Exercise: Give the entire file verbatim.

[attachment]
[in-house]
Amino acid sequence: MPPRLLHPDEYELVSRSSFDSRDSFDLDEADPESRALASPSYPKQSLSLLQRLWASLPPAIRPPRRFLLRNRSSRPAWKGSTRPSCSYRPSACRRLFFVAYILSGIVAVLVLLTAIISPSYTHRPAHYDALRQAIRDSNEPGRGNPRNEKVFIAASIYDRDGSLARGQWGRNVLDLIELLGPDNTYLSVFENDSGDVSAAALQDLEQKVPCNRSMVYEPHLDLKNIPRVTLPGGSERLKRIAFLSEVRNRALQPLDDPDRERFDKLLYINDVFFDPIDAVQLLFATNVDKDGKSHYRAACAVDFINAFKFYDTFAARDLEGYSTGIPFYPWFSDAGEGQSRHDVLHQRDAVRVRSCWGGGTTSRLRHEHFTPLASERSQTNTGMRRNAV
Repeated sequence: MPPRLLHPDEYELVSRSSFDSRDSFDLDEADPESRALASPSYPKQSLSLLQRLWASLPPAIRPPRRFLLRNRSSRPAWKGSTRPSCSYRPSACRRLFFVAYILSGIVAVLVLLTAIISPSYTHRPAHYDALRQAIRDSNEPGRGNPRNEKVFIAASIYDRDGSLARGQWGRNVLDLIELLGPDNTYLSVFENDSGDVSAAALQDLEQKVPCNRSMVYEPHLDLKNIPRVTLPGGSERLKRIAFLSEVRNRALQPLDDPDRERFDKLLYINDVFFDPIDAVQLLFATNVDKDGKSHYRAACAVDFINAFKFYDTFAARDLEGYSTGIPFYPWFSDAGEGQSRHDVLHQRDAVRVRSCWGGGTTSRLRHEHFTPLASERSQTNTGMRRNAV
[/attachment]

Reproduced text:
[in-house]
Amino acid sequence: MPPRLLHPDEYELVSRSSFDSRDSFDLDEADPESRALASPSYPKQSLSLLQRLWASLPPAIRPPRRFLLRNRSSRPAWKGSTRPSCSYRPSACRRLFFVAYILSGIVAVLVLLTAIISPSYTHRPAHYDALRQAIRDSNEPGRGNPRNEKVFIAASIYDRDGSLARGQWGRNVLDLIELLGPDNTYLSVFENDSGDVSAAALQDLEQKVPCNRSMVYEPHLDLKNIPRVTLPGGSERLKRIAFLSEVRNRALQPLDDPDRERFDKLLYINDVFFDPIDAVQLLFATNVDKDGKSHYRAACAVDFINAFKFYDTFAARDLEGYSTGIPFYPWFSDAGEGQSRHDVLHQRDAVRVRSCWGGGTTSRLRHEHFTPLASERSQTNTGMRRNAV
Repeated sequence: MPPRLLHPDEYELVSRSSFDSRDSFDLDEADPESRALASPSYPKQSLSLLQRLWASLPPAIRPPRRFLLRNRSSRPAWKGSTRPSCSYRPSACRRLFFVAYILSGIVAVLVLLTAIISPSYTHRPAHYDALRQAIRDSNEPGRGNPRNEKVFIAASIYDRDGSLARGQWGRNVLDLIELLGPDNTYLSVFENDSGDVSAAALQDLEQKVPCNRSMVYEPHLDLKNIPRVTLPGGSERLKRIAFLSEVRNRALQPLDDPDRERFDKLLYINDVFFDPIDAVQLLFATNVDKDGKSHYRAACAVDFINAFKFYDTFAARDLEGYSTGIPFYPWFSDAGEGQSRHDVLHQRDAVRVRSCWGGGTTSRLRHEHFTPLASERSQTNTGMRRNAV